The Lesson of the 2013 MTV VMAs: Being Sexual While Female Is Worse Than Being Rapey or Racist

The Lesson of the 2013 MTV VMAs: Being Sexual While Female Is Worse Than Being Rapey or Racist August 28, 2013

So. Miley Cyrus. It seems she sang a song at the 2013 MTV VMAs.

Mostly I’ve just been watching the multiple conversations going on about Miley’s performance. But since the discussion hasn’t shown any signs of letting up yet, I thought I’d dip my toe in. But since so much has been said already, I want to do so by highlighting some of the work of others, and also by opening the floor for commenters to post additional articles they thought were particularly thought-provoking—or particularly bad.

I’m going to start with a piece by Elizabeth Esther titled “Well, Miley Cyrus. How Predictable of You.” Because seriously, that’s exactly what I thought in the immediate aftermath.

Aaaand cue outrage. Shock. Horror. Pearl-clutching. If there’s one thing we can all agree on, it’s that Miley Cyrus’ performance at the VMAs last night was shocking. Oops. I mean. Predictable.

. . .

Here’s the truth: Miley Cyrus doesn’t care what you think. She doesn’t care that you’re outraged, disgusted, offended and horrified. In fact, she likes having “haters.” It motivates her.

Miley Cyrus set out to shock everyone and she succeeded. The only surprise, here, is that the adults are asking stupid questions like: “How did this happen?”

Everyone knows how this happened. It’s not like her song “We Can’t Stop” is subtle or nuanced. It’s not like it’s some hidden mystery of the universe that  Miley is singing about doing drugs. Of COURSE she is.

It’s been obvious for awhile that Miley is going off the rails . . . er, I mean: GROWING UP. Shaking one’s ass on national TV is, after-all, the time-honored way for former Disney stars to shed their squeaky-clean image and take ARTISTIC CONTROL of their careers. And by artistic control I mean: rocking the stripper pole. Or, in Miley’s case, the foam finger.

America has a problem with its little girls growing up—especially its little white girls. This is why Shirley Temple never broke into adult acting. It seems that for female actor/musicians like Miley Cyrus, openly and boldly embracing their sexuality looks like the quickest ticket toward being seen as an adult and no longer as a pure and innocent sweet little child star (which is a whole discussion of its own, but let’s not get sidetracked at the moment!).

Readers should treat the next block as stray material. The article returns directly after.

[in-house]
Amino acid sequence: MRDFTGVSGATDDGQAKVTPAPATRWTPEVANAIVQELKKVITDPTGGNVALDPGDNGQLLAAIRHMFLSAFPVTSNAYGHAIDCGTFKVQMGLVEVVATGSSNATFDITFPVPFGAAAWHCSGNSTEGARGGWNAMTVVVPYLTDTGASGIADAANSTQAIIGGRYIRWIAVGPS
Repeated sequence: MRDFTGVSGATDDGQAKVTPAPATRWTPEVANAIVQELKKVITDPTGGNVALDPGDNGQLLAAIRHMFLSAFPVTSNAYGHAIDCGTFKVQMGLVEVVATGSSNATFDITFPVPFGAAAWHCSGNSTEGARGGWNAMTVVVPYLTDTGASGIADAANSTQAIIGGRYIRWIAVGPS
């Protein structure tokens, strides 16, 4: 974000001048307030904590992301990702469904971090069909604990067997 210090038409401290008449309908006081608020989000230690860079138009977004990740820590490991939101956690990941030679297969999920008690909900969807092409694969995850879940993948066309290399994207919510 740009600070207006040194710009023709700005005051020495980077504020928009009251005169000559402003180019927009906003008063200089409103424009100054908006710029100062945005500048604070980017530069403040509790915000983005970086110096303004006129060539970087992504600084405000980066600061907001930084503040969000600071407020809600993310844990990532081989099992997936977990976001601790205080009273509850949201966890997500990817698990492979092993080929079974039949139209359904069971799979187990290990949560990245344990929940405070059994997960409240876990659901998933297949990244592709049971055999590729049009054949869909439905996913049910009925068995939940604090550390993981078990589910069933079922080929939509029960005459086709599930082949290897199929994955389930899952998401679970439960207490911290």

But what seems most interesting to me about this whole thing is that the American people were way more interested in slut-shaming Miley than they were in addressing her dance partner Robin Thicke’s rapey lyrics or Miley’s own appropriation of black culture and objectification of black bodies.

First let’s talk about the rapey part. Let me quote a short post by a sexologist:

Dear Society,

If you think a woman in a tan vinyl bra and underwear, grabbing her crotch and grinding up on a dance partner is raunchy, trashy, and offensive but you don’t think her dance partner is raunchy, trashy, or offensive as he sings a song about “blurred” lines of consent and propagating rape culture, then you may want to reevaluate your acceptance of double standards and your belief in stereotypes about how men vs. women “should” and are “allowed” to behave.


Dr. Jill

Yep. That. Where has all the outrage been over Thicke’s lyrics? Oh sure, there’s outrage in the feminist blogosphere—but in mainstream media or among the American people writ large? There’s been lots of talk about everything Miley did and comparatively little about Thicke’s rapey “blurred lines” rhetoric. This is what feminists are referring to when they say the phrase “rape culture.”

Now the appropriation of black culture and objectification of black bodies issue.

The universe (well, the media) is slut-shaming Miley Cyrus pretty damn hard today for her performance at last night’s MTV Video Music Awards. She wore little. She gyrated. She was sexual.  This is the least of our problems—or it should  be the least of our problems anyway.

Cyrus used her sexuality–which is hers  to use–throughout the performance. This is not something we as viewers should be shocked by or disgusted withWhat should be shocking is Cyrus’ appropriation of a culture she knows nothing about, and her use of black women as props in her most recent music video and in last night’s performance. Most, if not all, of the dancing bears were women of color. At one point, Cyrus motorboats one woman’s ass, which adds to the weird, circus-y feel of it all. Cyrus is the “ring leader,” and women of color are hers to play with however she likes.

More on this here and here, and also here. I didn’t watch Miley’s performance before seeing these articles, and I might not have caught it on my own otherwise. Once again, I am thankful to others for speaking up.

To be honest, while I’m not unfamiliar with Miley Cyrcus I’d never heard of this award ceremony before. This usually isn’t my sort of thing. But what I do find interesting is watching when these sorts of events turn into broader conversations about our culture. And that is why I would say, quite simply, that there is more to be learned in the aftermath of the 2013 MTV VMAs about ourselves as a culture than about Miley Cyrus.

What would you add? What good—or bad—articles have you run across on the subject? Do share!

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